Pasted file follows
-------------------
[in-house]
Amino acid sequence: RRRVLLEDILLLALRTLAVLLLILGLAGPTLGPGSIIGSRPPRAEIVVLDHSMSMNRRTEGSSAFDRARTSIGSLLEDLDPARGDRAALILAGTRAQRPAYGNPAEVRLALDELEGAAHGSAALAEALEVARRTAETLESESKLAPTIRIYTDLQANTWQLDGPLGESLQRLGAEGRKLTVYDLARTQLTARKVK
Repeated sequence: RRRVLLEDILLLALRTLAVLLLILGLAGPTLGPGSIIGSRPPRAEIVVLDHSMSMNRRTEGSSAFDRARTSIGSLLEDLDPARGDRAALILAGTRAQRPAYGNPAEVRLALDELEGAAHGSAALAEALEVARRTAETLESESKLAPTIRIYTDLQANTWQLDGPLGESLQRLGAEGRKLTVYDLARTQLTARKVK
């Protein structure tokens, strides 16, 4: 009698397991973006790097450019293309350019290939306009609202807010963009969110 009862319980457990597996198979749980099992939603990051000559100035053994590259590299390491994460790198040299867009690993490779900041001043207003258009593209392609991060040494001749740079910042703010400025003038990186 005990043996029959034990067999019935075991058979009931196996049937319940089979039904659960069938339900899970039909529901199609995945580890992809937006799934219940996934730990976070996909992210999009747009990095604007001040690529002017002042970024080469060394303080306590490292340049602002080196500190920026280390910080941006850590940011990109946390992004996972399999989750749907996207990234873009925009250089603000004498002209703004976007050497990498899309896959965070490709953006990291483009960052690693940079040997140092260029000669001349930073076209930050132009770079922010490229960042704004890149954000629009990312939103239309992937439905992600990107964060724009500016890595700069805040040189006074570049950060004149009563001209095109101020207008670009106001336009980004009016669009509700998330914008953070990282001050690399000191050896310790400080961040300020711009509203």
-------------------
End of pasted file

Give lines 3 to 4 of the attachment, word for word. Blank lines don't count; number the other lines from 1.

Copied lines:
Repeated sequence: RRRVLLEDILLLALRTLAVLLLILGLAGPTLGPGSIIGSRPPRAEIVVLDHSMSMNRRTEGSSAFDRARTSIGSLLEDLDPARGDRAALILAGTRAQRPAYGNPAEVRLALDELEGAAHGSAALAEALEVARRTAETLESESKLAPTIRIYTDLQANTWQLDGPLGESLQRLGAEGRKLTVYDLARTQLTARKVK
């Protein structure tokens, strides 16, 4: 009698397991973006790097450019293309350019290939306009609202807010963009969110 009862319980457990597996198979749980099992939603990051000559100035053994590259590299390491994460790198040299867009690993490779900041001043207003258009593209392609991060040494001749740079910042703010400025003038990186 005990043996029959034990067999019935075991058979009931196996049937319940089979039904659960069938339900899970039909529901199609995945580890992809937006799934219940996934730990976070996909992210999009747009990095604007001040690529002017002042970024080469060394303080306590490292340049602002080196500190920026280390910080941006850590940011990109946390992004996972399999989750749907996207990234873009925009250089603000004498002209703004976007050497990498899309896959965070490709953006990291483009960052690693940079040997140092260029000669001349930073076209930050132009770079922010490229960042704004890149954000629009990312939103239309992937439905992600990107964060724009500016890595700069805040040189006074570049950060004149009563001209095109101020207008670009106001336009980004009016669009509700998330914008953070990282001050690399000191050896310790400080961040300020711009509203």